Hot on the heels of their expansion into League of Legends, Team Liquid have just acquired a roster to compete in Counter-Strike: Global Offensive. It’s another step in the continuing evolution of Team Liquid as it moves from being a StarCraft-only organization to being a game-agnostic eSports brand. It’s also another sign of CS:GO’s rapid maturation as a major eSport.
Team Liquid’s been slowly expanding its interests for a couple years now, starting with a Dota roster and then some stealth moves into Hearthstone. But last week marked a major change as Team Liquid merged with the former Curse eSports organization and thereby added a League of Legends squad to the lineup. Now, by acquiring the former Denial CS:GO squad, Liquid has firmly moved into eSports modernity.
Team Liquid GM Steve Perino wrote of the acquisition, “We want to set an example of how a professional and hardworking CS:GO team should function, and our faith in this group of five is unwavering. The players too, are all in with us, as they have set aside other commitments in order to focus on CS:GO full time. We will be implementing new practice techniques and schedules in order to elevate their play, and our coaches and analysts will be working hard with the team to ensure that we are prepared for every match.”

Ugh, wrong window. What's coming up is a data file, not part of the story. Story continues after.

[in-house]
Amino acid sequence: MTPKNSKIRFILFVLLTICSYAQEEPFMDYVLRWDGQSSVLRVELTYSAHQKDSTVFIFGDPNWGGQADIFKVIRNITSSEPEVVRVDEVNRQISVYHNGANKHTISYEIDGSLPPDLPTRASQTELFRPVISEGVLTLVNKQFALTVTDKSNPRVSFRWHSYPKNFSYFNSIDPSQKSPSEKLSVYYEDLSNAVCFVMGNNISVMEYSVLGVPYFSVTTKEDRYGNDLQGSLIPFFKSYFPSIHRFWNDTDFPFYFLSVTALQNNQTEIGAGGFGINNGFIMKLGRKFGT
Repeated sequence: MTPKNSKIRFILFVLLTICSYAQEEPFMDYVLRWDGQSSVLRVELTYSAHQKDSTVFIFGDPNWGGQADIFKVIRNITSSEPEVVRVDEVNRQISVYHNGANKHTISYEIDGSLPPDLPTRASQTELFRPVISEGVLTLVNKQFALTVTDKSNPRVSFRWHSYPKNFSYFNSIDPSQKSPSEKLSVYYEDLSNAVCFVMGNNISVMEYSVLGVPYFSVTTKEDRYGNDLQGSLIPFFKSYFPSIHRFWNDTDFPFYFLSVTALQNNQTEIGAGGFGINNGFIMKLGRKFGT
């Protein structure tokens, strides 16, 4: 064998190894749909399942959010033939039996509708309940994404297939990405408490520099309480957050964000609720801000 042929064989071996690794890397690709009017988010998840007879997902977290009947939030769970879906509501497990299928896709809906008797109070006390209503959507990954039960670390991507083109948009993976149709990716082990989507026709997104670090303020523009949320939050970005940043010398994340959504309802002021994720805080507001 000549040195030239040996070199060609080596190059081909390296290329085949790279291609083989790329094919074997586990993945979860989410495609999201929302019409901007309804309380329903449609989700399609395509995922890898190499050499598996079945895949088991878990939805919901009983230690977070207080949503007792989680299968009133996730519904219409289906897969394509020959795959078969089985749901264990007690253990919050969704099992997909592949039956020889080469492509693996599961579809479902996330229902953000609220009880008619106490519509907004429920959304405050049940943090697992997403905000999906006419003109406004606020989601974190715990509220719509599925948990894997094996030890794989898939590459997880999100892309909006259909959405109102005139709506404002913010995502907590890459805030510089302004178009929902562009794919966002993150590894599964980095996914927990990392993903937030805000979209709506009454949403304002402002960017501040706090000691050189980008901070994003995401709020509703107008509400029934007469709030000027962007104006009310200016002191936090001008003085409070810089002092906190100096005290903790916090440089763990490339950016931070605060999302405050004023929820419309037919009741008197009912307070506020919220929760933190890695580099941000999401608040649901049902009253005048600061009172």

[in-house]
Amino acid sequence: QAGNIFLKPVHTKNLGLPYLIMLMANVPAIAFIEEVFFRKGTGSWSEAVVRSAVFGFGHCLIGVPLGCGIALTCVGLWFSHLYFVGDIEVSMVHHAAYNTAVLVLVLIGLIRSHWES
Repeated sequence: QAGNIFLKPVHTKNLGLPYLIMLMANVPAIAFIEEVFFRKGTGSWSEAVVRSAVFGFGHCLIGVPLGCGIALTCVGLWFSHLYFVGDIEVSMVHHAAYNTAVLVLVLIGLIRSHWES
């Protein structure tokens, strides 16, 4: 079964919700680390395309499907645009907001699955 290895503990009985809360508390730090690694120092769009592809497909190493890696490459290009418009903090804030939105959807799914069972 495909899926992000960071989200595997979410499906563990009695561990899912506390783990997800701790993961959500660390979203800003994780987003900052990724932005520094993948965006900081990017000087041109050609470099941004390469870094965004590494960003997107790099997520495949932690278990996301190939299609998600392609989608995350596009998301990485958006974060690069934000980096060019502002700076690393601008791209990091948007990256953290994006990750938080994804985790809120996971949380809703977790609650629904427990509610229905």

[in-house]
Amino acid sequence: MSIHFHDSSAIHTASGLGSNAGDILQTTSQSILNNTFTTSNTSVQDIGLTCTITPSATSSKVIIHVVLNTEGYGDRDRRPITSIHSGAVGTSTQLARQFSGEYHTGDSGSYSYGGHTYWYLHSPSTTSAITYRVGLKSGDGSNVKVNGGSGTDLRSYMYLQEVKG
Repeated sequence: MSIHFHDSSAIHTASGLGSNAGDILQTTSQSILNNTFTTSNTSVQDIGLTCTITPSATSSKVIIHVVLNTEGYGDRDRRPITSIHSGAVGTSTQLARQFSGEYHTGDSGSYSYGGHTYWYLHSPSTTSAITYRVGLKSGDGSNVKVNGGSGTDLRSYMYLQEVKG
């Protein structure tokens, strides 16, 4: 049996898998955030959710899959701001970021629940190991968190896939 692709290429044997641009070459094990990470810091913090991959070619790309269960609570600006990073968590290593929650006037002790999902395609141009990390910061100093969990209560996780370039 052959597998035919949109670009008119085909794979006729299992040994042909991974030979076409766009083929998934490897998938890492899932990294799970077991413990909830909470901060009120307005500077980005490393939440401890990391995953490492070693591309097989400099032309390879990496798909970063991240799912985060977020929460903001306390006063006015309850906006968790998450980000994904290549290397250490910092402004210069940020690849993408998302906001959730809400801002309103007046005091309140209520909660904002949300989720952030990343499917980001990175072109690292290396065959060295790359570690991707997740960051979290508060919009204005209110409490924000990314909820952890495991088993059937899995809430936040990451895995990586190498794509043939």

It’s hard not to read that as a little bit of a comment on some of the questionable professionalism and judgment on display in the CS:GO scene of late, but it’s also something core to Liquid’s identity. Team Liquid has always prided itself on being the quiet, positive, professional team. One of the big questions for Liquid, and a number of other organizations with their roots in other games, is whether any one identity can be preserved as you move into new communities with different attitudes and standards of behavior.
StarCraft fans might get nervous as one of the most iconic western teams “abandons” the game, but the truth is that this may not really be an era where a major eSports organizations can be about any one game for very long. When we talked to Alex Garfield a couple years ago, he explained that his approach to eSports was more about branding and marketing than anything else. Looking at the eSports landscape today, most everyone else seems to be working from the same playbook.